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item Kurtzman, Cletus

Submitted to: Yeasts International Symposium
Publication Type: Abstract Only
Publication Acceptance Date: 8/25/2001
Publication Date: N/A
Citation: N/A

Interpretive Summary:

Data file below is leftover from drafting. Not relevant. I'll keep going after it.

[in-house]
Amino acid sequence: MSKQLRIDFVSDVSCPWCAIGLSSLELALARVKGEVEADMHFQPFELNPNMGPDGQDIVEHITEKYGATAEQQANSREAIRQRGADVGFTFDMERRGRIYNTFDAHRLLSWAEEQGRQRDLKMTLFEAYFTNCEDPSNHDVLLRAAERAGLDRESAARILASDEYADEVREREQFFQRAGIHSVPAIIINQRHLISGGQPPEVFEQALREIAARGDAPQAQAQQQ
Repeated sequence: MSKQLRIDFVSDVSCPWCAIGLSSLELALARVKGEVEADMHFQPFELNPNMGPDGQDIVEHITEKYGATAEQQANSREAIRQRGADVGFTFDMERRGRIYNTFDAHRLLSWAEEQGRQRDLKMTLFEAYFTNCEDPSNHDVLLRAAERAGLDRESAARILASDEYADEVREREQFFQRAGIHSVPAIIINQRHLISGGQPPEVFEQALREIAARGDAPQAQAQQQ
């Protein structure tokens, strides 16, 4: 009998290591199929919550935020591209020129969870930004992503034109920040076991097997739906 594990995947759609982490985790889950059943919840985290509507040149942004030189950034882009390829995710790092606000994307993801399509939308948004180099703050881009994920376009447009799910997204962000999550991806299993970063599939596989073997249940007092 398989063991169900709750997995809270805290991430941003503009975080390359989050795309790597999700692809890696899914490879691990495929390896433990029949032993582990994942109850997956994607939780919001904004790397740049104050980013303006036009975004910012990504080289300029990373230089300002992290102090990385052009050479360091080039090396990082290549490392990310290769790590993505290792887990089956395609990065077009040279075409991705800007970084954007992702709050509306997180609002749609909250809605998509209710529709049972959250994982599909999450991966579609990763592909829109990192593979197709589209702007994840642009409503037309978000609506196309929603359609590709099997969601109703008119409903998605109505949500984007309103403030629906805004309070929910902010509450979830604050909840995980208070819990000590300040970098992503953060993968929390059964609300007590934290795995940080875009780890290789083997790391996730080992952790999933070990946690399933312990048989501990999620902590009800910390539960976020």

Technical Abstract: Gene sequence analyses have placed yeast systematics within a phylogenetic framework that provides an understanding of natural species relationships and allows rapid, accurate species identification as well as predictions of unique metabolic properties. Molecular comparisons have demonstrated that the budding ascomycetous yeasts make up a single group or clade among the fungi that is a sister group to the euascomycetes. Basal to these two clades is a phylogenetically divergent group that includes Schizosaccharo- myces, Protomyces, Taphrina, Saitoella, Pneumocystis and Neolecta. In contrast, the basidiomycetous yeasts occur in several phylogenetically distinct groups. Gene sequences, such as domain D1/D2 of large subunit rDNA, the ITS region and actin, are usually sufficiently variable to allow resolution of individual species. A number of practical applications have arisen from molecular comparisons. Species may be rapidly identified by sequencing or by use of oligonucleotide "molecular probes" based on these sequences. Species-specific probes with fluorescent labels are presently being produced commercially, and aggregates of species-specific probes should soon be available as arrays on chips. Biotechnological exploita- tion of yeasts can be facilitated through knowledge of species relation- ships. While many physiological reactions, such as glucose fermentation, are characteristic of broad groups of yeasts, certain other reactions, such as assimilation of methanol or uric acid are restricted to particular groups. Knowing the phylogenetic placement of a species allows predictions of the compounds that might be metabolized. Further, the unique gene sequences of the group of interest can be used for rapid screening of additional natural isolates with the required metabolic function.